Politically it just can’t happen. Right now Republicans are trying to push a 70% reduction in tax supplied money supporting renewable energy. Maybe it won’t pass, but the public pressure is there. Damage the economy even a teensy bit because of a move to renewables and the protests will be huge. And the media doesn’t support these moves that we all know must occur if we are to survive. They ignore almost all of the warnings by climate scientists.
We simply are not moving in a direction that would have to occur if Robert’s ideas were to come about. We don’t have the political will or the money to make it happen in any kind of meaningful timescale.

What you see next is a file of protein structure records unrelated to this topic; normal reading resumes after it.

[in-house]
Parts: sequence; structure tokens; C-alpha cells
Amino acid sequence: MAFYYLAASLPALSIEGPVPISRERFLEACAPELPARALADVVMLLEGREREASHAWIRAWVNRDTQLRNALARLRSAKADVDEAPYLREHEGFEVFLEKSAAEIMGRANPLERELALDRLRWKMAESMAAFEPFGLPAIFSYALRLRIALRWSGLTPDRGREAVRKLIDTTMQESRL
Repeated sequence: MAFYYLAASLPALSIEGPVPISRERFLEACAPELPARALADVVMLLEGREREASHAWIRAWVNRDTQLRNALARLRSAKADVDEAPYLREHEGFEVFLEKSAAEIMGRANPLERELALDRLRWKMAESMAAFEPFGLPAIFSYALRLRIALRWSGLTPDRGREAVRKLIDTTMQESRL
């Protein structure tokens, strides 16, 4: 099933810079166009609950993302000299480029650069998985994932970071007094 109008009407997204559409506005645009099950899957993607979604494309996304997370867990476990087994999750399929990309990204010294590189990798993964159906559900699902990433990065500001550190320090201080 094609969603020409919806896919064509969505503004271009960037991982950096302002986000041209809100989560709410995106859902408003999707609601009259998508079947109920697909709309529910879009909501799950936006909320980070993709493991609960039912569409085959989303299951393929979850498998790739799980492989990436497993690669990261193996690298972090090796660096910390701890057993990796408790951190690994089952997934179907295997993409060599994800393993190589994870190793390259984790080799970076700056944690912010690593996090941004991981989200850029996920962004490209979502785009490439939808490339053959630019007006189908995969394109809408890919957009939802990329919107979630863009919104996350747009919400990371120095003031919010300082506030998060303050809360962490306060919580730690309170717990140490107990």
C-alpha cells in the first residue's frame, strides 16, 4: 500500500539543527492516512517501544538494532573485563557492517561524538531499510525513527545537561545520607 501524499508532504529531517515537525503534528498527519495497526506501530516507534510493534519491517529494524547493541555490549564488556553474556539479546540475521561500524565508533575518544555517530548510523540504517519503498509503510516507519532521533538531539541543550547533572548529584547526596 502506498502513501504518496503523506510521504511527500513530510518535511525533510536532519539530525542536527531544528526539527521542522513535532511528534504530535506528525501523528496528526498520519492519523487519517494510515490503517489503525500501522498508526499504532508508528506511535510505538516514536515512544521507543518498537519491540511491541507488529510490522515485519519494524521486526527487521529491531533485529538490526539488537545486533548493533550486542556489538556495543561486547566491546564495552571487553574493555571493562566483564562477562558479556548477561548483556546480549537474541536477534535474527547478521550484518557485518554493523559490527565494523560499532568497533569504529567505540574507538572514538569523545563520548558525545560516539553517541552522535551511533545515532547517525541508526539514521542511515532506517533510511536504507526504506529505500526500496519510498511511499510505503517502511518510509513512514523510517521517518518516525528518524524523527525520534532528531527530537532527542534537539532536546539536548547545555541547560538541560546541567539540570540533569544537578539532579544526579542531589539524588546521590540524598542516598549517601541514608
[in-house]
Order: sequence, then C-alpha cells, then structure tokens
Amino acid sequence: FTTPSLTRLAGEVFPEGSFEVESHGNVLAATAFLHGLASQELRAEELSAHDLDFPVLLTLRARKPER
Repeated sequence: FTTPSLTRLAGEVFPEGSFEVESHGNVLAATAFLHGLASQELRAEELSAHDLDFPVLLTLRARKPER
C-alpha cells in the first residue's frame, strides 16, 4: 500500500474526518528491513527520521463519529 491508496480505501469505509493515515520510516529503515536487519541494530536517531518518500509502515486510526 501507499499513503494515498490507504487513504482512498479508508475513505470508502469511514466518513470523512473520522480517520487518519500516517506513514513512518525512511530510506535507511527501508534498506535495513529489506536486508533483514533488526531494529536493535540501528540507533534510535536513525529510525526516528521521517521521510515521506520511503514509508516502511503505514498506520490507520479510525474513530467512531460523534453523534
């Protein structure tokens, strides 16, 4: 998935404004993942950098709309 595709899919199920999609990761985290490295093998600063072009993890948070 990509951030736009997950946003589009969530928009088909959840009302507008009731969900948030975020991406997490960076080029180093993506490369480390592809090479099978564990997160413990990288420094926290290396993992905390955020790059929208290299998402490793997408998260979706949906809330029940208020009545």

Meanwhile, global warming is continuing, ramping up. A decade or two from now the world’s wealth will be sucked up fighting floods and droughts and social unrest and wars. No money for a shift from fossil fuels.
Nope. Can’t happen.
Wish you were right.
But thanks for your many insights about climate change.
Randall S. Ellis said:
I greatly look forward to your essays. They are well-reasoned and display a fine command of our language. Wish you the best in the dark days ahead!
Best, Randall S. Ellis